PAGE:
Smokers can Benefit From the Anti-inflammatory Diet

Being told smoking depletes our body of vitamin C and increases our risk for cancer or being shown pictures of black lungs just don’t work to stop us from taking a drag off a cigarette.

It seems entirely illogical but for those of us who have ever smoked a cigarette, we know that these scare tactics don’t work to prevent people from smoking.

If you smoke, I am sure you know how important it is to quit and you possibly want to but cannot seem to untie that albatross from your neck. Don’t give up! Try to quit again; when it comes to smoking, it is okay to be a quitter.

The withdrawals phase really seems to only last from 3 days to 2 weeks. During this time your body is detoxing and some of the symptoms are: feeling sad, angry, anxious, hungry, having trouble thinking or sleeping. (1)

The options range from meditation to medications, there are many resources available to help people quit smoking. In the mean time, here are some ideas to help you make the most out of your diet to offset the damaging effects of smoking.

Smoking causes damage to the cells in our bodies by introducing toxins that cause inflammation. Vitamin C is a vitamin that helps reduce the damage to the cells caused by smoking and also works to detox these toxins out of our bodies.

It is recommended that smokers take 35 milligrams more vitamin C per day than non-smokers; adult men need 90 milligrams and women need 75 milligrams but you can safely take 2000 milligrams, which is the tolerable upper limit. (2)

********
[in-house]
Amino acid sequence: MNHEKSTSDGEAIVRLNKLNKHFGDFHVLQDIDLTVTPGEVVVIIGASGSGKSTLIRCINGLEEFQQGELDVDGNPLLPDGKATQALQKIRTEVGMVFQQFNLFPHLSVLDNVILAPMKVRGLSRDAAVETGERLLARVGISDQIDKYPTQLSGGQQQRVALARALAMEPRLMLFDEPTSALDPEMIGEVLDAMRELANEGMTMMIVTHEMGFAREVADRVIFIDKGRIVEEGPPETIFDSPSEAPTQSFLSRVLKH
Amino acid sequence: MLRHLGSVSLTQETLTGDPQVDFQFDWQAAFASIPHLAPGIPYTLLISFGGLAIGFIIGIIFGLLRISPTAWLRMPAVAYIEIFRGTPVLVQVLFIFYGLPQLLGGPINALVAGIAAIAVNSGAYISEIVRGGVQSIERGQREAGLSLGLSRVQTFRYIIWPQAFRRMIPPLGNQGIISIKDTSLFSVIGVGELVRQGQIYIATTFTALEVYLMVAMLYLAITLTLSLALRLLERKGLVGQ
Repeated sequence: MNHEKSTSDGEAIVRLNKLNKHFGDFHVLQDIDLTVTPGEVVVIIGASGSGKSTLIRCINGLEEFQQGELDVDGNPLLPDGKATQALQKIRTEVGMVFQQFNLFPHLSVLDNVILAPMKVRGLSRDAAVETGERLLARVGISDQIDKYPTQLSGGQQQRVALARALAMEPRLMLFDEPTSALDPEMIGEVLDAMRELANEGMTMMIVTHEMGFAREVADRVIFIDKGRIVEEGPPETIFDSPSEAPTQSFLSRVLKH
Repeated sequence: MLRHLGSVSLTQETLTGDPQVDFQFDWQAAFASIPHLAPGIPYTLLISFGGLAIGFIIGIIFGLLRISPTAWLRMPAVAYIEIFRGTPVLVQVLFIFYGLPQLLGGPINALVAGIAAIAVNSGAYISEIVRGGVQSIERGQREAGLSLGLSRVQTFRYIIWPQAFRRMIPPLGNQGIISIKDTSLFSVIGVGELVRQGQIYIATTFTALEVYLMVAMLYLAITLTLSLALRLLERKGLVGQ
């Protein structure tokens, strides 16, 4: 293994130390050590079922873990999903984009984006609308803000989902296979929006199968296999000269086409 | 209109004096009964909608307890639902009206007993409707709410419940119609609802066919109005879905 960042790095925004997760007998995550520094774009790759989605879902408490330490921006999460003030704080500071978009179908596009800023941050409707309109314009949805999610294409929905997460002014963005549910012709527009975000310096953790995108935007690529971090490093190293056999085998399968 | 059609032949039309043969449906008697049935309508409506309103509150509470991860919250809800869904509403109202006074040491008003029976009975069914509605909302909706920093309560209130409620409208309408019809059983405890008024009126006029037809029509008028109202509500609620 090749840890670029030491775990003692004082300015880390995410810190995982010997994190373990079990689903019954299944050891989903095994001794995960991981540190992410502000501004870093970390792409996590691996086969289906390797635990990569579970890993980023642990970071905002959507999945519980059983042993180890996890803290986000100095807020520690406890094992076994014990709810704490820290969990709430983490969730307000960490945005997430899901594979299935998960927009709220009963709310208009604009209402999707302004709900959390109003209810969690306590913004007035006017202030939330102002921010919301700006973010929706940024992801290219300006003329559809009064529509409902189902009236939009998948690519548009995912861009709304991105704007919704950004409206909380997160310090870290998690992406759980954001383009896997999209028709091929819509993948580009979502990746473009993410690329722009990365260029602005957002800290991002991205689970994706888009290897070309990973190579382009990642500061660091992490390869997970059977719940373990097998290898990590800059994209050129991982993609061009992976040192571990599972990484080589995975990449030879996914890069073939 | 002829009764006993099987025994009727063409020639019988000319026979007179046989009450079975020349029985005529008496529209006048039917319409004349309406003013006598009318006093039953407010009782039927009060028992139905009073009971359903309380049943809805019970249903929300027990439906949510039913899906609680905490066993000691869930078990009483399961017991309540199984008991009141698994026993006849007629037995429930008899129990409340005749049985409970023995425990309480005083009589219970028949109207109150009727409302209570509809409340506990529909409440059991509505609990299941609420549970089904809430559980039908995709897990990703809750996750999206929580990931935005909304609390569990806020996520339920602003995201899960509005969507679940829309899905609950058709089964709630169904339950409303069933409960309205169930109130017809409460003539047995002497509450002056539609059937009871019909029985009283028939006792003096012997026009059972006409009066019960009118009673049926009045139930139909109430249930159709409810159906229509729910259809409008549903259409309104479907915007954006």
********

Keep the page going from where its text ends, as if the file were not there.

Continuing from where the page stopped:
Smoking causes inflammation and so does emotional stress. Consider introducing some elements of the anti-inflammatory diet to offset the damage and jumpstart some new healthy habits in your life.

Sleep can be disturbed during quitting. Not getting enough sleep often leads to cravings for sweets. (3) Prevent yourself from getting caught on the merry-go-round of sugar cravings.

Plan ahead to have balanced meals and snacks to ensure you are properly fueled throughout the day to reduce cravings.


  1. Manage Withdrawal. (2017, February 22). Retrieved June 29, 2017, from
  2. Mahan, L. K., & Raymond, J. L. (2017). Krauses food & the nutrition care process. St. Louis, MO: Elsevier.
  3. Impact of acute sleep restriction on cortisol and leptin levels in young women. (n.d.). Retrieved June 29, 2017, from
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This information is not intended as a substitute for the advice provided by your physician or other healthcare professional or any information contained on or in any product label or packaging. Do not use the information from this article for diagnosing or treating a health problem or disease, or prescribing medication or other treatment. Always speak with your physician or other healthcare professional before taking any medication or nutritional, herbal or homeopathic supplement, or using any treatment for a health problem. If you have or suspect that you have a medical problem, contact your health care provider promptly. Do not disregard professional medical advice or delay in seeking professional advice because of something you have read in this article.

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